- If they are sometimes or possibly true, when and under which conditions?
- If they are not true, what is the alternative?
A kaleidoscopic view of what we (maybe) know and don’t know (yet) about survey research will show why we will always need good surveys.
The presentation will be followed by a panel discussion.
Ineke Stoop retires from her job on the 14th of July 2019. Until then she was Head of Methodology at The Netherlands Institute for Social Research¦SCP, a government agency which conducts research into the social aspects of all areas of government policy. She also was Deputy Director Methodological of the European Social Survey and Chair of the European Statistical Advisory Committee. Dr Stoop obtained her Ph.D. in social sciences from Utrecht University for a thesis on survey nonresponse. She has taught courses on nonresponse, survey design and comparative surveys, and has authored articles, chapters and books on the same topics. In 2018 she was co-editor of a Wiley monograph titled Advances on Comparative Survey Methodology. In 2019 she will draft a chapter on nonresponse for the SAGE Encyclopedia of Research Methods. Ineke attended all previous seven ESRA conferences.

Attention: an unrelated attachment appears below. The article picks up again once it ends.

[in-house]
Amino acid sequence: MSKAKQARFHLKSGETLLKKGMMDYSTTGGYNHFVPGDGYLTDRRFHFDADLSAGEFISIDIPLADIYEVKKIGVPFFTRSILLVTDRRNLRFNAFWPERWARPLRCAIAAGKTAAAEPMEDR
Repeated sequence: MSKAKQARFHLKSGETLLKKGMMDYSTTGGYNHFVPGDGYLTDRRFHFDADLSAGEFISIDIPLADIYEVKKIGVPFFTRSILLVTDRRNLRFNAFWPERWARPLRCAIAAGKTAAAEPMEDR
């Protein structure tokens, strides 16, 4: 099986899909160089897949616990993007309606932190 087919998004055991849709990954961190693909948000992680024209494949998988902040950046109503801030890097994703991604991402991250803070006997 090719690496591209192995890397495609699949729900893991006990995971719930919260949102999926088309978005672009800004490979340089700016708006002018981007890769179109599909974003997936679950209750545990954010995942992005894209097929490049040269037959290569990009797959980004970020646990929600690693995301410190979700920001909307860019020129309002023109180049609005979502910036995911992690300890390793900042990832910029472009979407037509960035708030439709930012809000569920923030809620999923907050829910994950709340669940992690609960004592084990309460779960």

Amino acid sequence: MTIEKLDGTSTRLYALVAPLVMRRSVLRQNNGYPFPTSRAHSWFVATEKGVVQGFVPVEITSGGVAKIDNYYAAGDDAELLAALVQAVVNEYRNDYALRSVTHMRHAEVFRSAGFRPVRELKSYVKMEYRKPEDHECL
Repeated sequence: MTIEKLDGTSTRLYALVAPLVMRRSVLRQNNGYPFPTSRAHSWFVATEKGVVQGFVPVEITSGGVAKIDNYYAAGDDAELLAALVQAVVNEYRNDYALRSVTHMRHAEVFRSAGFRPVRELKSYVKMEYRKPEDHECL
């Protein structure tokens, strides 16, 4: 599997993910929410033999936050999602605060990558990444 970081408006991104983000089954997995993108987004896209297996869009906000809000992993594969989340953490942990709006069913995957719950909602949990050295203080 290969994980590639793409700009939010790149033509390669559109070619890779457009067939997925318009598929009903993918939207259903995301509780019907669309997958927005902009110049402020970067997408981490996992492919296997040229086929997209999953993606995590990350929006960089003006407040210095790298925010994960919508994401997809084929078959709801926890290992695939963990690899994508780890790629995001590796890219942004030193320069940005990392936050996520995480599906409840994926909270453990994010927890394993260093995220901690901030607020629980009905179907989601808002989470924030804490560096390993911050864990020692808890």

Panel Discussion Chair – Gerry Nicolaas
Gerry Nicolaas is Director of Methods at the National Centre for Social Research (NatCen) in the UK. She has worked as an applied Survey Methodologist for almost 30 years in government, academia and the non-profit sector. Gerry works at the intersection of science and practice to improve the quality of survey data collection. Her areas of expertise include survey response rates, respondent incentives, mixed-mode surveys, mode effects, web surveys and survey paradata. Throughout her career, she has worked on the methodology of many high-profile surveys in the UK, including the Health Survey for England, the UK Longitudinal Household Survey, the National Travel Survey, the Longitudinal Study of Young People in England, and the General Practice Patient Survey. In the last five years, her attention has shifted to the development of push-to-web surveys in the UK, focusing on respondent communications, device-agnostic questionnaire design, and transitioning offline to online data collection.